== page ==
Of course, if you require strong safety guarantees and the absence of a garbage collector, Rust is probably the only modern option.


>Swift is an applications programming language where the runtime is non-optional (at least AFAICT) and memory is managed dynamically.

No, it's optional if you don't need to interact with Obj-C frameworks (ie. Cocoa). And memory is not managed dynamically. Swift uses ARC.

Like I said, I just don't see Rust sticking around for long. Swift will suck all the developers out of it since you'll be able to actually get a job programming in Swift.


We'll need to see how useful Swift is without Cocoa (still waiting for details on what's actually being open-sourced), but GCD is a runtime component as well. And as Manish has said, ARC is dynamic memory management, just like shared_ptr in C++ and Rc in Rust, though pervasive and implicit. If you'd like to convince me that Swift is suitable as a systems programming language, then you'll first have to show me an example of Swift code that can be compiled into a standalone binary that can be called from C, and then describe how many features of the language and standard library this disables. After that you can demonstrate how to run Swift code on a memory-constrained platform that doesn't allow dynamic memory allocation whatsoever.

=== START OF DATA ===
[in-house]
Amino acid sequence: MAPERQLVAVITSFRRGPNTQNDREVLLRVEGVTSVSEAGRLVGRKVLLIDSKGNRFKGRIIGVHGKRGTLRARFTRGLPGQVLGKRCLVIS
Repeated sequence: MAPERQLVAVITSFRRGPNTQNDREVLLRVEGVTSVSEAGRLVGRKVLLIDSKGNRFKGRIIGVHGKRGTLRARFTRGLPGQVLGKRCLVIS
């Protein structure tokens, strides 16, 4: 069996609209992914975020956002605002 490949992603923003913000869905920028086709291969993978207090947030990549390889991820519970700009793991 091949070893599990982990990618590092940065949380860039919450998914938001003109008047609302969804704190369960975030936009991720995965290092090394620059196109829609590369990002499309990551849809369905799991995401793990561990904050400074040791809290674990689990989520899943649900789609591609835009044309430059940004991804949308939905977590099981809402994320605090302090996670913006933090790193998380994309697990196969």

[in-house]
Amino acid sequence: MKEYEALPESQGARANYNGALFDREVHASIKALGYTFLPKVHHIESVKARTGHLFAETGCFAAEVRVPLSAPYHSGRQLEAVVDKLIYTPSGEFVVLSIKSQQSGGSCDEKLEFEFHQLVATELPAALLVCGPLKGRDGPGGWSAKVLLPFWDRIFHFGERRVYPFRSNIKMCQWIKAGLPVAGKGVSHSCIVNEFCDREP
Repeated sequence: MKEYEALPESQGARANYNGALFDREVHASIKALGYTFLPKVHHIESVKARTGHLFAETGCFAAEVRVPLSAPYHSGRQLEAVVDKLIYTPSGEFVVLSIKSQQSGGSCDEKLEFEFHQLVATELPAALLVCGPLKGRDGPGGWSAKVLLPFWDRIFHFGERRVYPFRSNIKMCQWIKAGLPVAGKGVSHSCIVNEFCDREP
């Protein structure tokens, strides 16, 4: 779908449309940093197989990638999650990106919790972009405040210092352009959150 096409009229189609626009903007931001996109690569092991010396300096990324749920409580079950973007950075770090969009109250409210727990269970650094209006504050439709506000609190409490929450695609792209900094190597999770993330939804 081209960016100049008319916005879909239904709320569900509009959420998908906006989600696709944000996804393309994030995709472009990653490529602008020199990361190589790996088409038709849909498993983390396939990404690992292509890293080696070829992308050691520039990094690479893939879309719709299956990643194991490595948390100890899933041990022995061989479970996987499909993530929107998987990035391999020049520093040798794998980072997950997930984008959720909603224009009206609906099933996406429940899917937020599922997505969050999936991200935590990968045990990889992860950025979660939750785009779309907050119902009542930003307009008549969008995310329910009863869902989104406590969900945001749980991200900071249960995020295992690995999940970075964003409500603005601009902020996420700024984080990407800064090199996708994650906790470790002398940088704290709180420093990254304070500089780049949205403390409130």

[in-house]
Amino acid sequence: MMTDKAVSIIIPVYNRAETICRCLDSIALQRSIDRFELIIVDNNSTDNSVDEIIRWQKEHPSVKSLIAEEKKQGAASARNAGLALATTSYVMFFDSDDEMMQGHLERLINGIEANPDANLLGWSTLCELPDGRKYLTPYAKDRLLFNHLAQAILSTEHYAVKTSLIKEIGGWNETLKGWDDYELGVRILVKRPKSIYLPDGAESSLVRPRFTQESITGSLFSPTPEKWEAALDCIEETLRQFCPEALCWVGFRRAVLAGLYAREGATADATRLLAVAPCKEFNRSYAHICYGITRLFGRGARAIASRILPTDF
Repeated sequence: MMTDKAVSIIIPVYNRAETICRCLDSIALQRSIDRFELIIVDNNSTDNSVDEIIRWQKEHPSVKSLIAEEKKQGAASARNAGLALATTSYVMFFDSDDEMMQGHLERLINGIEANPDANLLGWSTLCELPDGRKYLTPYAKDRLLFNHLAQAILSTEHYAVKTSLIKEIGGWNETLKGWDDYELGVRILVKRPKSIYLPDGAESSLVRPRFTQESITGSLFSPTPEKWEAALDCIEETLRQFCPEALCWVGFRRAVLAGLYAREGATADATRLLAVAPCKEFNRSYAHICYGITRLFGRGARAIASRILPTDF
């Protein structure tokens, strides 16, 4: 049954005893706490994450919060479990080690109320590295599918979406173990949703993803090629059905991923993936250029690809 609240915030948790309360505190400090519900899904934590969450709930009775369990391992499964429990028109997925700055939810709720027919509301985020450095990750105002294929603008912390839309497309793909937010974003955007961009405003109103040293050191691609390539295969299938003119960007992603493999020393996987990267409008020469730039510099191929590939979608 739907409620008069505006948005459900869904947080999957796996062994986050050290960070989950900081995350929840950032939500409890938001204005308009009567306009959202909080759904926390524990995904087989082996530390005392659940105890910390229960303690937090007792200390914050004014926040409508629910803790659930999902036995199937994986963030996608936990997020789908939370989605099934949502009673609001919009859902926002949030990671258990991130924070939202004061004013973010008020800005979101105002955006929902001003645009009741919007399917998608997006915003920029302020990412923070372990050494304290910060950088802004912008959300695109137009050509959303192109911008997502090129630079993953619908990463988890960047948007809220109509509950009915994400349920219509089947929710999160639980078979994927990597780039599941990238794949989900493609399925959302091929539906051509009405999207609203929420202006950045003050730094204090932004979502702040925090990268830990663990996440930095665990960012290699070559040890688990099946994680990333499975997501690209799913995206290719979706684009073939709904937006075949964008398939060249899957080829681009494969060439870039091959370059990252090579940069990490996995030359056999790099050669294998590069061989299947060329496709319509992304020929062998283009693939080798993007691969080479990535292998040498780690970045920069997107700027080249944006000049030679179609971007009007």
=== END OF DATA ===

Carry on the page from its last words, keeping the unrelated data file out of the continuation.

If anything, Rust is the only modern language that's not threatened by Swift, by virtue of existing at a level of the stack that's so low as to be out of Swift's reach. I agree that Swift is going to be huge, but you're mistaken as to who its competitors are. :P


C++14 isn't a modern language? Aw, you killed a dream there :P


ARC is dynamic memory management. Is the decision to run destructors in an if block at run time? If so, that's dynamic.

Rust provides dynamic memory management too, but you aren't forced to use it and most use it for a few variables only.

So far nothing I've seen about Swift tells me that it will be able to be used for things like Servo and other perf-critical applications. Yes, it might edge out Rust webdev, but not much more.